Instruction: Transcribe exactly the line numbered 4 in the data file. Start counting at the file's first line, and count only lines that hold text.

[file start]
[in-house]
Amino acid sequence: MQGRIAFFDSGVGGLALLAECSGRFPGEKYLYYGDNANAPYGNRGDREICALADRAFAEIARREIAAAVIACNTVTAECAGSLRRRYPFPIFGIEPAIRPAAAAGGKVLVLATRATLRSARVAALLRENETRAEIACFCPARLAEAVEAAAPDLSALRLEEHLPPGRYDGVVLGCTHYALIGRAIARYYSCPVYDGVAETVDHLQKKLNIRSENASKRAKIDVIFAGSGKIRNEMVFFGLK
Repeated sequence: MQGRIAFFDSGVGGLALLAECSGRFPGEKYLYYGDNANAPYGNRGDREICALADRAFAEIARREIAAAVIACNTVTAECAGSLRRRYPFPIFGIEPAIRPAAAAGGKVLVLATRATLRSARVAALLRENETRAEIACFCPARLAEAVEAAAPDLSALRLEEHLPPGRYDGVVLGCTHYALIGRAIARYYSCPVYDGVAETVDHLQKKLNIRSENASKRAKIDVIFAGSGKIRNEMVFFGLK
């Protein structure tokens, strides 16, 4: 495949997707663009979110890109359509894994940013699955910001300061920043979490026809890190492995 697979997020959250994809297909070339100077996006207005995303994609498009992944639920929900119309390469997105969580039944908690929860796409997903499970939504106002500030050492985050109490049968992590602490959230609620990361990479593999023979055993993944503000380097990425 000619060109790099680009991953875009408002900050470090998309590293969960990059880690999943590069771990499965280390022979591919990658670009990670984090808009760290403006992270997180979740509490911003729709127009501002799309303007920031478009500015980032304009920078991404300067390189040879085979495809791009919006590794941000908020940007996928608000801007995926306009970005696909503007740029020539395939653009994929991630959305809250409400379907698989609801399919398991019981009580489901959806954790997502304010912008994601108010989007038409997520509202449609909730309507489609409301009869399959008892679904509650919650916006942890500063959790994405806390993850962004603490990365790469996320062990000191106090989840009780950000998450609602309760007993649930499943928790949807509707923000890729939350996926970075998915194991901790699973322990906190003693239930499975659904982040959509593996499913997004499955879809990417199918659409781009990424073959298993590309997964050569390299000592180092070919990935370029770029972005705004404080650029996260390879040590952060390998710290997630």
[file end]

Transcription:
């Protein structure tokens, strides 16, 4: 495949997707663009979110890109359509894994940013699955910001300061920043979490026809890190492995 697979997020959250994809297909070339100077996006207005995303994609498009992944639920929900119309390469997105969580039944908690929860796409997903499970939504106002500030050492985050109490049968992590602490959230609620990361990479593999023979055993993944503000380097990425 000619060109790099680009991953875009408002900050470090998309590293969960990059880690999943590069771990499965280390022979591919990658670009990670984090808009760290403006992270997180979740509490911003729709127009501002799309303007920031478009500015980032304009920078991404300067390189040879085979495809791009919006590794941000908020940007996928608000801007995926306009970005696909503007740029020539395939653009994929991630959305809250409400379907698989609801399919398991019981009580489901959806954790997502304010912008994601108010989007038409997520509202449609909730309507489609409301009869399959008892679904509650919650916006942890500063959790994405806390993850962004603490990365790469996320062990000191106090989840009780950000998450609602309760007993649930499943928790949807509707923000890729939350996926970075998915194991901790699973322990906190003693239930499975659904982040959509593996499913997004499955879809990417199918659409781009990424073959298993590309997964050569390299000592180092070919990935370029770029972005705004404080650029996260390879040590952060390998710290997630």